One lovely summer, Emily Scott decided to take on an epic adventure: she was going to climb all 282 Munros, continuously. Emily took on the challenge with the image of a ‘pure’, self-powered journey, in one go of 120 days – the fantastic carbon footprint was just a plus!
In this episode we talk about balancing your social life with the outdoors, preparing for adventures, type 2 weather, beautiful Scotland, the culture shock from almost complete isolation for 4 months straight to the city, and sticky toffee puddings.
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Balancing Friends and the Outdoors
Like many of us, finding the outdoors and growing the adventure-travel passion later in life can be met with more challenges than usual.
During Project 282, Emily agreed and committed to finishing by a certain date to get to a wedding on time. But, this didn’t come about so easily; there was a dilemma to decide upon.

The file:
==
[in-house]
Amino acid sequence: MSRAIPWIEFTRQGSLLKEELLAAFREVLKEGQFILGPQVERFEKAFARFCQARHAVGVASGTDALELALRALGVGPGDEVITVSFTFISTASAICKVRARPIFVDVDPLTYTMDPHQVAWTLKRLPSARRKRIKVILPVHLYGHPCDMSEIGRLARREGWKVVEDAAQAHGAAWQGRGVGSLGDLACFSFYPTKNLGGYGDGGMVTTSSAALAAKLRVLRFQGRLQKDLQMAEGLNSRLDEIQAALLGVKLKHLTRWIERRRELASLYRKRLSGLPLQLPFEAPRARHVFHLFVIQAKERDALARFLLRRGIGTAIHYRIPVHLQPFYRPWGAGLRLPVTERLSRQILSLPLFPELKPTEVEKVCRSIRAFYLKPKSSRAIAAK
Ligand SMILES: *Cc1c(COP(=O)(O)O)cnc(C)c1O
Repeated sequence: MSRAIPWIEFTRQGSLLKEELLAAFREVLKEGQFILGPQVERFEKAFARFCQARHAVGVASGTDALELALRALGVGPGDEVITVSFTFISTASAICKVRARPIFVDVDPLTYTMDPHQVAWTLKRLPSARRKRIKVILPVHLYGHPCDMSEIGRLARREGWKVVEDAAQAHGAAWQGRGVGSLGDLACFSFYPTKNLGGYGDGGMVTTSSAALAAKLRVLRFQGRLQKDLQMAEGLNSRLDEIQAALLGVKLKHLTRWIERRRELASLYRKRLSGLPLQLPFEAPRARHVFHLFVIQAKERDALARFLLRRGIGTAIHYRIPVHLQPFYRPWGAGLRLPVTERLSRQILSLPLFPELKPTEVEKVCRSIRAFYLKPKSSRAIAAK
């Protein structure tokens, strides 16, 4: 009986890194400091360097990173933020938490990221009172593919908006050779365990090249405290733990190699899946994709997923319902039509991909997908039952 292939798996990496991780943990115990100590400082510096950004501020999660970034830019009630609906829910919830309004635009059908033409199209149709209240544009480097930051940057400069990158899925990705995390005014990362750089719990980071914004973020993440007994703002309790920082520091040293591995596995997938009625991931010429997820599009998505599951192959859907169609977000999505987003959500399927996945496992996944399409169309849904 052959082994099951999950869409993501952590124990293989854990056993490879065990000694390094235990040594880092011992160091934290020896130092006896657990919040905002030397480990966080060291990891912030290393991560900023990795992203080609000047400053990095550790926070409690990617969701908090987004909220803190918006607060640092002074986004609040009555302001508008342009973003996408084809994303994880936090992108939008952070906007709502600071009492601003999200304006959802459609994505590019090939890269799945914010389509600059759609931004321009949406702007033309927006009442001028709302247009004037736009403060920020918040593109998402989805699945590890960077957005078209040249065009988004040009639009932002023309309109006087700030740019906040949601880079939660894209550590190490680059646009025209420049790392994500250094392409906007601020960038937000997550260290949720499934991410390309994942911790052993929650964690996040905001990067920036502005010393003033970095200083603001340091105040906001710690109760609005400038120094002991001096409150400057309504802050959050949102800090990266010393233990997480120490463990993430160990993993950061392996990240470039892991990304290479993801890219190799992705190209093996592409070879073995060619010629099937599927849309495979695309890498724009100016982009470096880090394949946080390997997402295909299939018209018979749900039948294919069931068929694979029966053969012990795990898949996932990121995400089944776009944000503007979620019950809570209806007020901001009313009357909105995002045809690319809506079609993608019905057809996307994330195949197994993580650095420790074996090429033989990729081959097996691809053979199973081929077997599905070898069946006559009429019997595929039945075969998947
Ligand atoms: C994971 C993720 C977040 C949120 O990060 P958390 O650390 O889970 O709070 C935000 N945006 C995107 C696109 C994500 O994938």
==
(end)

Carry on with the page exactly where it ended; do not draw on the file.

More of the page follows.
Weighing up the project, Emily didn’t know whether to commit to the wedding, or commit to completing the expedition. It was incredibly important to her – and necessary – that it was done in a continuous approach. To top it off, the time, effort, and personal investment really came into play here – this isn’t just choosing a day-hike over your friends.
It had been a growing point of interest, but the project really brought it to life; the question of balance would have to be addressed.